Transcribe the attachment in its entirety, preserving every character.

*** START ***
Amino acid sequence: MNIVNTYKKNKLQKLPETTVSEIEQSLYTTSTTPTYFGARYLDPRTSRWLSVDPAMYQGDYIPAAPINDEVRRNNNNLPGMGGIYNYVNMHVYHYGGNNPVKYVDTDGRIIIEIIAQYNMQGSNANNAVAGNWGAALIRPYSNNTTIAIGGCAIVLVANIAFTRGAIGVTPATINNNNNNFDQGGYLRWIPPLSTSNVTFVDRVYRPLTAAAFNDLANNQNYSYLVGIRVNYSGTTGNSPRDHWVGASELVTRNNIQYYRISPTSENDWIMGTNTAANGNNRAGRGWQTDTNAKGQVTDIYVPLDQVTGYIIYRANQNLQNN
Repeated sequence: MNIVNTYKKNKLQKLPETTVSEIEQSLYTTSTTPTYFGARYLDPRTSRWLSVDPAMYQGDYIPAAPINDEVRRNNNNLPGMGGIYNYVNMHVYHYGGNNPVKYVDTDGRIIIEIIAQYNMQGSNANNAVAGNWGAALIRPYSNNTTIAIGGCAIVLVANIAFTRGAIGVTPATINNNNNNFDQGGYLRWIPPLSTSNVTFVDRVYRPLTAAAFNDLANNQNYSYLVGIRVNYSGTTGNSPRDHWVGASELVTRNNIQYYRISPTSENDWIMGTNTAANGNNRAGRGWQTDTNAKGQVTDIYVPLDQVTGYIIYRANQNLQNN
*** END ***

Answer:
Amino acid sequence: MNIVNTYKKNKLQKLPETTVSEIEQSLYTTSTTPTYFGARYLDPRTSRWLSVDPAMYQGDYIPAAPINDEVRRNNNNLPGMGGIYNYVNMHVYHYGGNNPVKYVDTDGRIIIEIIAQYNMQGSNANNAVAGNWGAALIRPYSNNTTIAIGGCAIVLVANIAFTRGAIGVTPATINNNNNNFDQGGYLRWIPPLSTSNVTFVDRVYRPLTAAAFNDLANNQNYSYLVGIRVNYSGTTGNSPRDHWVGASELVTRNNIQYYRISPTSENDWIMGTNTAANGNNRAGRGWQTDTNAKGQVTDIYVPLDQVTGYIIYRANQNLQNN
Repeated sequence: MNIVNTYKKNKLQKLPETTVSEIEQSLYTTSTTPTYFGARYLDPRTSRWLSVDPAMYQGDYIPAAPINDEVRRNNNNLPGMGGIYNYVNMHVYHYGGNNPVKYVDTDGRIIIEIIAQYNMQGSNANNAVAGNWGAALIRPYSNNTTIAIGGCAIVLVANIAFTRGAIGVTPATINNNNNNFDQGGYLRWIPPLSTSNVTFVDRVYRPLTAAAFNDLANNQNYSYLVGIRVNYSGTTGNSPRDHWVGASELVTRNNIQYYRISPTSENDWIMGTNTAANGNNRAGRGWQTDTNAKGQVTDIYVPLDQVTGYIIYRANQNLQNN